Reaching Out After an FASD Diagnosis

Edmonton and area Fetal Alcohol Network Society

By FASD_Mum We all want to be ‘normal’. We want our kids to be loved. When things go wrong, our instincts are to put on a smile, pretend ‘there’s nothing to see here,’ and to brush past staring strangers. But sometimes that just doesn’t work anymore. This post is about our journey in reaching out […]

via Reaching Out After an FASD Diagnosis — FASD: Learning with Hope

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NEW Adult Reproductive Life Plan

The Prevention Conversation: A Shared Responsibility Project

NEW Adult Reproductive Life Plan

The Best Start Resource Centre is pleased to release My Reproductive Life Plan

This booklet is for adults who want to have children someday, but not right now.  It helps individuals understand how to protect their ability to have children, think about when to have children and how to have the healthiest baby possible when they are ready.

Topics include writing a reproductive life plan, physical health, sexual health, mental health, family health history, and next steps.

Click to download!

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Who coined the term “mocktail” anyway?

The Prevention Conversation: A Shared Responsibility Project

Well, it just so happens that I bumped into an article from a 1983 issue of American Speech where the answer was to be found (please don’t ask how I seemed to be randomly browsing such an esoteric journal).

Philip Kolin says: The coinage mocktail appears for the first time, I believe, in an advertisement for Libbey Glass in Food Service Marketing (Feb. 1979, p. 76). According to that ad, mocktails “are a relatively new group of beverages prepared without any alcohol whatsoever.” Kolin comments that the ad was for a new line of mocktail glassware (I had no idea that glassware was so specialized – perhaps because most of mine was purchased at Ikea).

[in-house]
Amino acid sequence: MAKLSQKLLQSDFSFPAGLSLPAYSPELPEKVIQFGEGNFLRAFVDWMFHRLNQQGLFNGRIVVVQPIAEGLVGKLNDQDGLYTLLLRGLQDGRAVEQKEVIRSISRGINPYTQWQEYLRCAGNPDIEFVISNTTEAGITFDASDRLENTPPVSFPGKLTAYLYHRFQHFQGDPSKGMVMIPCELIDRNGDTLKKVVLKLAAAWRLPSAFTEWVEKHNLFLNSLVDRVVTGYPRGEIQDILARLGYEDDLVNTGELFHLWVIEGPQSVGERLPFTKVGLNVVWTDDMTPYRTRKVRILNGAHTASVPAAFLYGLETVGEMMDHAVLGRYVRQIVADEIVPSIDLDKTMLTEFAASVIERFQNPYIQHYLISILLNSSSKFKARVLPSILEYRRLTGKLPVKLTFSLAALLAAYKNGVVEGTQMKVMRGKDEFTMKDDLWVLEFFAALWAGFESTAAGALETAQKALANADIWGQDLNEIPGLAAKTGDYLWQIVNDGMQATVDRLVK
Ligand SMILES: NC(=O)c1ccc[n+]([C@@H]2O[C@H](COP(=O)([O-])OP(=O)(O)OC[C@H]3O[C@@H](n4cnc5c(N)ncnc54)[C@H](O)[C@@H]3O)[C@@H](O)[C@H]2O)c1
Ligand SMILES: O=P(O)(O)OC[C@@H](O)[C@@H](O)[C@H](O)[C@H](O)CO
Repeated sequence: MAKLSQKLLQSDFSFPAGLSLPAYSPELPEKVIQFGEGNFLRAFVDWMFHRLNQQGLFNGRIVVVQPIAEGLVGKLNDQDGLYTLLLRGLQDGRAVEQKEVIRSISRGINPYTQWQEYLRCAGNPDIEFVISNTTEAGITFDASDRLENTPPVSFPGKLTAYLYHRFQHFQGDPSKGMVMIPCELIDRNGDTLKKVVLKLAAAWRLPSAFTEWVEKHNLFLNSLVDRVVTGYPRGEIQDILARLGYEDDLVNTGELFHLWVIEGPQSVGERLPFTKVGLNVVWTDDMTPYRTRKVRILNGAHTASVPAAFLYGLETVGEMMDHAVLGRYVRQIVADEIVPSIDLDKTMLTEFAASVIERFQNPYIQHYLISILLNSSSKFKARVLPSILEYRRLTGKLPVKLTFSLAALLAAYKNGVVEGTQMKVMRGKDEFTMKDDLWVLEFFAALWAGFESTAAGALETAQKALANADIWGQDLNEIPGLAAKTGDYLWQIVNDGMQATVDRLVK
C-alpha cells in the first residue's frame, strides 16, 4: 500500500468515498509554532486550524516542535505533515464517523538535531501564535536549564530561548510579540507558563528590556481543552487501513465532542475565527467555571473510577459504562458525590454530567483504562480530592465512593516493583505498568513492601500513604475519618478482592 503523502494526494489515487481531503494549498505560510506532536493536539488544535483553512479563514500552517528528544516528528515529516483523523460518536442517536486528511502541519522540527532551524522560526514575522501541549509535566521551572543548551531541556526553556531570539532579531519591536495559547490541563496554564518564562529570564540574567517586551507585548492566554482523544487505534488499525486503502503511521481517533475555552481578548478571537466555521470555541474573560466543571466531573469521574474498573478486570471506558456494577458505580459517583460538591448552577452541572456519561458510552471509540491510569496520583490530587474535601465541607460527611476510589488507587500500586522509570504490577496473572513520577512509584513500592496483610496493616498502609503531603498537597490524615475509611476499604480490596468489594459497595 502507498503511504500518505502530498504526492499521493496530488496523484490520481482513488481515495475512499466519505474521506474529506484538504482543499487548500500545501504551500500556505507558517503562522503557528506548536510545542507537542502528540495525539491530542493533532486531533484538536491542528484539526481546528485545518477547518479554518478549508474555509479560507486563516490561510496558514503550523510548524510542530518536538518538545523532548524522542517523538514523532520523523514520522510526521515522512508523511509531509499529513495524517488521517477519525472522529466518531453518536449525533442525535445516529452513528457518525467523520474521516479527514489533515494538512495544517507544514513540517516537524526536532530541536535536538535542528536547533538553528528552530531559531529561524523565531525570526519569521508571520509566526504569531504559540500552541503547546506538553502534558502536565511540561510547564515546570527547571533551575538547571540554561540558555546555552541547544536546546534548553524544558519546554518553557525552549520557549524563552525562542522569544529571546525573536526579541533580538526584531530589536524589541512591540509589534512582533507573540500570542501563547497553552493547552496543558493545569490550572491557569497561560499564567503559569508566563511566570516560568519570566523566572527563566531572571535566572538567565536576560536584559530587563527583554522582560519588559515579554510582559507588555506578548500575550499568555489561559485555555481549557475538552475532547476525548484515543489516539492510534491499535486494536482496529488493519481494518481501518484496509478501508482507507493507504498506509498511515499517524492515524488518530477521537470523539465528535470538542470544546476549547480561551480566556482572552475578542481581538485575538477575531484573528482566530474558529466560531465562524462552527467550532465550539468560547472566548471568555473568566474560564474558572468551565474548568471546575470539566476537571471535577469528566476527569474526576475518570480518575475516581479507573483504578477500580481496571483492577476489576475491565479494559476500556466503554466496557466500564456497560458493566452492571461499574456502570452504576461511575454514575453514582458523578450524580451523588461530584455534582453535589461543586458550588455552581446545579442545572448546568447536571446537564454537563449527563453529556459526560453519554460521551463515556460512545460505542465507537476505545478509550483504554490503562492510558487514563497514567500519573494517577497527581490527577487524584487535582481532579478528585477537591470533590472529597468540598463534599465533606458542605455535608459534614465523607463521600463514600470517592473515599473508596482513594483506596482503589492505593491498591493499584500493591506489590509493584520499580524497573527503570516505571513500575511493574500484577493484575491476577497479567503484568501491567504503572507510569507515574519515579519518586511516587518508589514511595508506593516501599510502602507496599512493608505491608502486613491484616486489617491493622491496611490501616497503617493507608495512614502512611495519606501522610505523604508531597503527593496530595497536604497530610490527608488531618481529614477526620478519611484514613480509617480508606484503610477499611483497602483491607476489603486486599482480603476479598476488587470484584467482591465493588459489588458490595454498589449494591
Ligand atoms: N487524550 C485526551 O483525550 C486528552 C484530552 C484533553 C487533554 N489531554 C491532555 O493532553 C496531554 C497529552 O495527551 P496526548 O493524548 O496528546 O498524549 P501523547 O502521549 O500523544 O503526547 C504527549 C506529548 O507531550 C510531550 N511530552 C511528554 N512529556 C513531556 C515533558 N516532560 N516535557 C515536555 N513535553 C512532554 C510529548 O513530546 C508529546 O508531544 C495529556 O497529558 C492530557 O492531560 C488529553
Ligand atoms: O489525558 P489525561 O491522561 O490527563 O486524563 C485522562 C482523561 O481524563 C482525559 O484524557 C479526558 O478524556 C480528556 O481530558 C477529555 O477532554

He further states, clearly with the air of someone who loves language: Mocktail is a clever invention. It humorously rhymes with cocktail, but has a semantically appropriate first…

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Dose-response effect of alcohol consumption during pregnancy and prenatal alcohol exposure: A brief review

The Prevention Conversation: A Shared Responsibility Project

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Sterling Clarren, MD., FAAP and Jocelynn L. Cook, PhD., MBA
Canada FASD Research Network

Issue:
Fetal Alcohol Spectrum Disorder (FASD) is the most common type of developmental disability worldwide. One of the most important unanswered questions in the field is “how much alcohol in pregnancy is too much?” or what is the “safe” amount of alcohol consumption in pregnancy. The question has been evaluated extensively in humans and in animal models and the answer is not simple unfortunately.

Background:
Whether one is studying drugs for treatment or environmental agents as toxins, the evaluation is done in terms of a “dose-response” which considers 1) the amount of the compound received (dose) and 2) the result (response). When working on the problem of dose-response of alcohol for FASD, both parts of the equation are complex.

Dose:
Generally, people do not know exactly how much alcohol they consume. Liquor and wine are generally…

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Misbeliefs and FASD

Edmonton and area Fetal Alcohol Network Society

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The FASD Network of Saskatchewan is sharing some misconceptions about FASD. Help spread awareness by sharing the facts with the people you know!

Fetal Alcohol Spectrum Disorder continues to be a disability that is not well-known. Despite being identified as a diagnosis for decades there continues to be contradicting information distributed to the public resulting in associated stigmas and misconceptions.

Through years of service the FASD Network of Saskatchewan has identified several false beliefs about FASD.

  • Belief:All people who have FASD have below-average IQ. THIS IS NOT TRUE. Some individuals may have below-average IQ, some have average or above-average IQ. Each individual is affected uniquely.
  • Belief: Individuals with FASD will outgrow their difficulties. THIS IS NOT TRUE. FASD is a lifelong disability.
  • Belief:The behaviour problems of an individual with FASD happen because of bad parenting. THIS IS NOT TRUE. The primary disabilities that accompany…

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